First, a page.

Six Continents to split restaurant business


Britain's Six Continents, the world's biggest international hotel group, said it would split off its pubs and restaurants in April, creating two new firms each estimated to be worth more than $3 billion.

Six Continents, which runs Inter-Continental and Holiday Inn hotels as well as All Bar One pubs and Harvester restaurants, said both new businesses would launch cost-cutting programmes amid a tough economic climate for leisure stocks.

But some investors questioned whether either new management team would be in charge for long, with private equity firms and trade buyers rumoured to be circling both businesses.

"They've created two biddable businesses," said David Liston, a fund manager at Gerrards.

Spawned from Bass after it sold its brewing interests in August 2000, Six Continents has been under pressure from investors to break itself up and return a chunk of cash to shareholders after failing to find a big hotel acquisition. The firm finally succumbed in October, saying it would create two separately listed firms and hand back 700 million pounds ($1.1 billion), or 81 pence per share, to investors.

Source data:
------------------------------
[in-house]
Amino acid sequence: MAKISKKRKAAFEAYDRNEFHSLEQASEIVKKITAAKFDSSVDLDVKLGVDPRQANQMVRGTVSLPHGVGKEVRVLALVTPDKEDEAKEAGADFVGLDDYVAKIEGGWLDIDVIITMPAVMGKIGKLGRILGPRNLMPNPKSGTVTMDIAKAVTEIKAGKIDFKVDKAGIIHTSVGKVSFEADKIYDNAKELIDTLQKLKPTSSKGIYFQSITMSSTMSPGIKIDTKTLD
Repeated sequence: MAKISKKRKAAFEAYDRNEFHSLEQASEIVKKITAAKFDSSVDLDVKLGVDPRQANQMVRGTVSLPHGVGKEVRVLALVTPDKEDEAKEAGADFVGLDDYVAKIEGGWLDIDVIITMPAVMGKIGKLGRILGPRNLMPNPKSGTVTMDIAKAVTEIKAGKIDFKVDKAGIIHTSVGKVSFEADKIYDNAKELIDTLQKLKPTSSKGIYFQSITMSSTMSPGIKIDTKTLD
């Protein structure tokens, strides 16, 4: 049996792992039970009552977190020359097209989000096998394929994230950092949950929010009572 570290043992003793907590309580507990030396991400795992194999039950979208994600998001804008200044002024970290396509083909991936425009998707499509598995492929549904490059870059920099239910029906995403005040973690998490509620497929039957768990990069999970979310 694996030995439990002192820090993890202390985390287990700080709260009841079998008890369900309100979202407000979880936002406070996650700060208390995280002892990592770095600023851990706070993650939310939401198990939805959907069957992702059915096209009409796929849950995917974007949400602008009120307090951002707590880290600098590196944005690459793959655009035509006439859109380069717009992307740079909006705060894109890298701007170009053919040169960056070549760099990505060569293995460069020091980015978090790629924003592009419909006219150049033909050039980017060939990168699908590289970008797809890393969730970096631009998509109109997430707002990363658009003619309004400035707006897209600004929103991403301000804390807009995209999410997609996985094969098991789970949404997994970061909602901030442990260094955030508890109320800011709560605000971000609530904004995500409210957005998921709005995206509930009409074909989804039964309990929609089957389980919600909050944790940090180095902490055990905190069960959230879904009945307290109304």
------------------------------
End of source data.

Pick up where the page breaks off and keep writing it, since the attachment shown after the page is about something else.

But the decision, which is aimed at producing greater focus in both businesses, has coincided with a downturn in its markets and it has disappointed investors as they were warned dividends would fall 38 per cent in the year after the split.

Six Continents said the hotels business, which will run more than 3,300 properties, would be called InterContinental Hotels Group Plc (IHG). The 2,000 strong pubs and restaurants business will be called Mitchells & Butlers Plc (MAB).

Six Continents shareholders will receive 50 IHG and 50 MAB shares for every 59 Six Continents shares they currently own.

Conditional dealing in both stocks are expected to start on April 7. IHG is expected to enter the UK's FTSE-100 index of leading shares, while MAB may slip into the FTSE-250.